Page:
Catholic News Service
VATICAN CITY — Being a Christian means belonging to the church, remembering with others all God’s saving actions and celebrating the covenant between God and his people by participating in Mass, Pope Francis said.
“A Christian without the church is a pure idea, it is not real,” the pope said May 15 during his early morning Mass in the Domus Sanctae Marthae, where he lives. “It would be like something made in a laboratory, something artificial, something that could not give life.”
Commenting on the day’s first reading, Acts 13:13-25, in which St. Paul explains that the newly formed Christian community traces its history to the people of Israel, the pope said the idea of one Christian alone, without connection to a community and its history, makes no sense.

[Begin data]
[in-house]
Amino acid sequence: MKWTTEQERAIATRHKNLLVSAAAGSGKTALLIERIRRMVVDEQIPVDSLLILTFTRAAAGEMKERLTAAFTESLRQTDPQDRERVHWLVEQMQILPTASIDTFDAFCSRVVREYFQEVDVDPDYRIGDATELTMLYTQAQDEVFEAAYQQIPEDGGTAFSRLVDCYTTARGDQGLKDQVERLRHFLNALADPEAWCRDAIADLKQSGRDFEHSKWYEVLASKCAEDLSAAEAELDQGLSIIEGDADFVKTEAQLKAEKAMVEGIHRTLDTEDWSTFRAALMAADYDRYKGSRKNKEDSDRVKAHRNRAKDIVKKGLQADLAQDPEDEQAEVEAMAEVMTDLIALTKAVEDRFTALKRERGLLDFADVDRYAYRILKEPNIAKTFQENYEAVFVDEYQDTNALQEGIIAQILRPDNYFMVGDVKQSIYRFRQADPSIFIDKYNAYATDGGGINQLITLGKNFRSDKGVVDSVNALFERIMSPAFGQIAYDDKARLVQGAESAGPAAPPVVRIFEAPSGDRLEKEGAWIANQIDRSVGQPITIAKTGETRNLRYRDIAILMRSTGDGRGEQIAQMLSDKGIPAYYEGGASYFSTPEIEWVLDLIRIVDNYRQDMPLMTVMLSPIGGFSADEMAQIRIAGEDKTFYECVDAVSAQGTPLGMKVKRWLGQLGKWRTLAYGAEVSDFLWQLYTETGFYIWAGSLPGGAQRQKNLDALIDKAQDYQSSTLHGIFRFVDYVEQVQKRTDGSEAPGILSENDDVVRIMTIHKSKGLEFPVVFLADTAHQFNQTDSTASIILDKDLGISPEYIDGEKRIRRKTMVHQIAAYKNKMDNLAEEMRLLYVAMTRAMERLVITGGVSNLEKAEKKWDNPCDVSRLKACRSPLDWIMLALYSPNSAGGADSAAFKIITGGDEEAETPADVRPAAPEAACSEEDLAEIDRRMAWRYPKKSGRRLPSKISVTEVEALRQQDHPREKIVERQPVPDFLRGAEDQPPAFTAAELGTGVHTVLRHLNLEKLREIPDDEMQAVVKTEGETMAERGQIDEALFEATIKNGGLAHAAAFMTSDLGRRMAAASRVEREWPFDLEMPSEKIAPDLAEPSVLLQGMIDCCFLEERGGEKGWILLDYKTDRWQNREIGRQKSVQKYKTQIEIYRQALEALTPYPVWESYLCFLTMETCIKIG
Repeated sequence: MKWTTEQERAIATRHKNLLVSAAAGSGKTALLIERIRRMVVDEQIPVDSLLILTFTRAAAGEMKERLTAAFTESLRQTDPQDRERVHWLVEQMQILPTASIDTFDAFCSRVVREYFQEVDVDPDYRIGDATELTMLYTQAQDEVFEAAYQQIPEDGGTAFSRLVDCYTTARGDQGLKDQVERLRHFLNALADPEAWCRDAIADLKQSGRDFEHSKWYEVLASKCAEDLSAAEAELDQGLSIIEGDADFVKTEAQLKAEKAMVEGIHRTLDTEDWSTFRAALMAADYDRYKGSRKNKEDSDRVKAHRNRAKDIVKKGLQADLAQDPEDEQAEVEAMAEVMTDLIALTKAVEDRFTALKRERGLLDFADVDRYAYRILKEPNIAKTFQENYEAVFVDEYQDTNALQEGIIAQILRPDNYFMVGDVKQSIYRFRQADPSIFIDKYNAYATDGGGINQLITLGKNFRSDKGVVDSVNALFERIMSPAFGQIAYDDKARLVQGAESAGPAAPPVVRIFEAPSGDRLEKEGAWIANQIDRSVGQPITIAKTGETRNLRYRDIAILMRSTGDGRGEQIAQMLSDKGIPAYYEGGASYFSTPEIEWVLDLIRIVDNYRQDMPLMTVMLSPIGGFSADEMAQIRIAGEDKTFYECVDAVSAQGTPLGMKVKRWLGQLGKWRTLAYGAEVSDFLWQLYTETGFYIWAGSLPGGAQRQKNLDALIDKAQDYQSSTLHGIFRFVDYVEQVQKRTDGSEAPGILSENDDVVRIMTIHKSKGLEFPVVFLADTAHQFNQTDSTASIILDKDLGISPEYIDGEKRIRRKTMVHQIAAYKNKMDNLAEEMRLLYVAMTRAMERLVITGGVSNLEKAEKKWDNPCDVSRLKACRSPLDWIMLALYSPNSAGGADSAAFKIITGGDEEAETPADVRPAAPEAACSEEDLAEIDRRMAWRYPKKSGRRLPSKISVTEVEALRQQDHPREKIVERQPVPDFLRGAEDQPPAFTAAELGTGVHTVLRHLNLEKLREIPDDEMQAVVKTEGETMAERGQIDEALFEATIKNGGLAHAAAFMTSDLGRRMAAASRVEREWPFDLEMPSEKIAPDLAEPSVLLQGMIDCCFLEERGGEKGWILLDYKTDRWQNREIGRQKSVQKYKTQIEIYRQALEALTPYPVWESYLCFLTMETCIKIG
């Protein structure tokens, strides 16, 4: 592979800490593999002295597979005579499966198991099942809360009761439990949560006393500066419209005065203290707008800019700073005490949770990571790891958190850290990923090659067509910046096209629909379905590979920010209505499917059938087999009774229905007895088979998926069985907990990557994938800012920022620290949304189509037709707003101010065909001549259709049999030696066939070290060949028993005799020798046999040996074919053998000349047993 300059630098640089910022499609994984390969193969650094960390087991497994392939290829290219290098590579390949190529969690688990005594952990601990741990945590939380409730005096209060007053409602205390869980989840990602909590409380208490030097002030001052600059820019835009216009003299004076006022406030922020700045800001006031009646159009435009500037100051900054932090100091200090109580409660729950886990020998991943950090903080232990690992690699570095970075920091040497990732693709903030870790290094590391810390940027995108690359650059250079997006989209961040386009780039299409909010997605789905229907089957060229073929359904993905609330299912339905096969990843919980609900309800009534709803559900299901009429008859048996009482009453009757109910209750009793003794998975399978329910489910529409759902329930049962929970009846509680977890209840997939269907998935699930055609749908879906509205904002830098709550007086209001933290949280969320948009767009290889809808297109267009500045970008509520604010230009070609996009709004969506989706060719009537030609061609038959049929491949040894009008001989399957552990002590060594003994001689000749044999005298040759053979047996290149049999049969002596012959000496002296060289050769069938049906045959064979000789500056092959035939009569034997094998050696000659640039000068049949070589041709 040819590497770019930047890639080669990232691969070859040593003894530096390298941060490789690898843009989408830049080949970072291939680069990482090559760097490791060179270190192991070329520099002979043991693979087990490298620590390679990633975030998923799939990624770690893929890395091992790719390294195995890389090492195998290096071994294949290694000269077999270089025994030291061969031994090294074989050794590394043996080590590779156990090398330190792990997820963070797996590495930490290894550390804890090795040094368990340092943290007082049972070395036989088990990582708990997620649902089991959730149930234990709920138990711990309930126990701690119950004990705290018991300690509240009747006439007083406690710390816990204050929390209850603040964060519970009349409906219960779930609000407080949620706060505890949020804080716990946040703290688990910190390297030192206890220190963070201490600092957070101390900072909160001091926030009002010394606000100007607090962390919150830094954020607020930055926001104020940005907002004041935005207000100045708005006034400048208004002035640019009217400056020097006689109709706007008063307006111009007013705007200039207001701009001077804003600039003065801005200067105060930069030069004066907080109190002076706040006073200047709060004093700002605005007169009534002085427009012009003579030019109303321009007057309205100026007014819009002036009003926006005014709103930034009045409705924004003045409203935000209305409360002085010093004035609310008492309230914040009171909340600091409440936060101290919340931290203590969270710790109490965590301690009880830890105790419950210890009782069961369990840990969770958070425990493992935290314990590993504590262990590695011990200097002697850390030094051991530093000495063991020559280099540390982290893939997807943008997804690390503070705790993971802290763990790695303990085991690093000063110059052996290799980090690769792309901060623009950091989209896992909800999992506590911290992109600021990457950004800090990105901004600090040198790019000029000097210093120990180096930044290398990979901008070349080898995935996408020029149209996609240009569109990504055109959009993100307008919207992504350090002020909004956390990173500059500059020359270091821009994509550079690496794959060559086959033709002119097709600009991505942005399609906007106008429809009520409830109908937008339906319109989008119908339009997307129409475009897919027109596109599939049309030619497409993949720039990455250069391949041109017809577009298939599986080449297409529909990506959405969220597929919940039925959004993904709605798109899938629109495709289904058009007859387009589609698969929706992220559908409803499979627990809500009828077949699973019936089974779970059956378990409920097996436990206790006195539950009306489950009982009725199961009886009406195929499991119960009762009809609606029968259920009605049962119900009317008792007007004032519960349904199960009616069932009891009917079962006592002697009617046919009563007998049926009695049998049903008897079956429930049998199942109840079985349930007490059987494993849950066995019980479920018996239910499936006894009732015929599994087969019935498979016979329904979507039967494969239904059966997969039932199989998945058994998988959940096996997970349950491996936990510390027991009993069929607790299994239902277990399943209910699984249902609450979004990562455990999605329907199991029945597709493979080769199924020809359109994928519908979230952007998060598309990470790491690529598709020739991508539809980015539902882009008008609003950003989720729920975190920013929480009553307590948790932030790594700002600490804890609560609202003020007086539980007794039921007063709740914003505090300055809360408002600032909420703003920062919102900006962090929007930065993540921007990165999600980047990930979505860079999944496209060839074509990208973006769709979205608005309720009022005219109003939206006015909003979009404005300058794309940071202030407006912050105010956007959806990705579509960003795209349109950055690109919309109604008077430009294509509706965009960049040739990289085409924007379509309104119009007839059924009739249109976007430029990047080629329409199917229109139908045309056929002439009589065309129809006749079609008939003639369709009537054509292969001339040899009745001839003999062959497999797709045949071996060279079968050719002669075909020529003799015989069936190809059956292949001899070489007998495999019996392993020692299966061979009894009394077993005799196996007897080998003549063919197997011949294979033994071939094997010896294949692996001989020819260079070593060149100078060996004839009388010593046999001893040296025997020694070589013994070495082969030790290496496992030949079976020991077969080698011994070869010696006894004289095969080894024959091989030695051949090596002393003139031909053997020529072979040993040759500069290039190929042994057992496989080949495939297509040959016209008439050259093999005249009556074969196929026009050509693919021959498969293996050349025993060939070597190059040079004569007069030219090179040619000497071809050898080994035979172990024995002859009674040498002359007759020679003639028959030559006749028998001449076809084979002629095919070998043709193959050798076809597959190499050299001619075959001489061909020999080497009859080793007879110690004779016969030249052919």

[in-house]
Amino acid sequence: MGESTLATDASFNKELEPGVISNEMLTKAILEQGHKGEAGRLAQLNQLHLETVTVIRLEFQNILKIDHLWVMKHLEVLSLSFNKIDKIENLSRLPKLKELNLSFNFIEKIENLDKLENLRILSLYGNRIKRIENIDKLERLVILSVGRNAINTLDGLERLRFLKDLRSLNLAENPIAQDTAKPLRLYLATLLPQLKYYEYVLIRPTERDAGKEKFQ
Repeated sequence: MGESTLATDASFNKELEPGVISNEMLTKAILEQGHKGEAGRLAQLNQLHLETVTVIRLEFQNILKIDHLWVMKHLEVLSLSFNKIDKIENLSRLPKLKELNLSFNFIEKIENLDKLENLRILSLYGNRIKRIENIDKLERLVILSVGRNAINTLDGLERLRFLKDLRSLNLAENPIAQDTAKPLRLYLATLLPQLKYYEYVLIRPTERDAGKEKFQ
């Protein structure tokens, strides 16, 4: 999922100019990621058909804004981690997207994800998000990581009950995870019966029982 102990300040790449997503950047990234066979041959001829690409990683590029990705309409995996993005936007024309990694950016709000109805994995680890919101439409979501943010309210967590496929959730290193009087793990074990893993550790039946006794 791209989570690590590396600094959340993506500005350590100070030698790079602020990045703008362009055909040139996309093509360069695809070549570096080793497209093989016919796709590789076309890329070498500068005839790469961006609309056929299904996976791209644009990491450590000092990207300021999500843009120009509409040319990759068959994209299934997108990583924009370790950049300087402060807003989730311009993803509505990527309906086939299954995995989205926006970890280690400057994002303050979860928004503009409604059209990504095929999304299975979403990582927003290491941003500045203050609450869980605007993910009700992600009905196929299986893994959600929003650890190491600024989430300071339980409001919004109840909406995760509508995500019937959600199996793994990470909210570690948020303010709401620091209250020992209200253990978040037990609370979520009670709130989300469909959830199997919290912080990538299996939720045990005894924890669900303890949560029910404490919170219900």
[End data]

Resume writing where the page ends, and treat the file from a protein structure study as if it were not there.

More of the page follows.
Understanding who Jesus was requires recognizing that he, too, was born into the people of Israel and kept alive the memory of what God had done for his people.
“Jesus Christ did not fall from heaven like a hero who comes to save us,” the pope said, according to a report by Vatican Radio. “No, Jesus Christ had a history.”
As a follower of Jesus, a Christian must be mindful of the community’s history, which is the history of all God has done in order to save humanity, the pope said. At the same time, a Christian must remember the blessings God has provided in one’s own life.
Christians share God’s promise of salvation, and the church is the community in which they move toward the ultimate fulfillment of that promise, the pope said. It also is the community in which one celebrates God’s covenant with his people in the Mass; therefore, a Christian must be “a eucharistic woman, a eucharistic man.”
Pope Francis encouraged those at his Mass to pray each day for “the grace of memory,” “the grace of hope” and “the grace of renewing each day the covenant to which the Lord has called us.”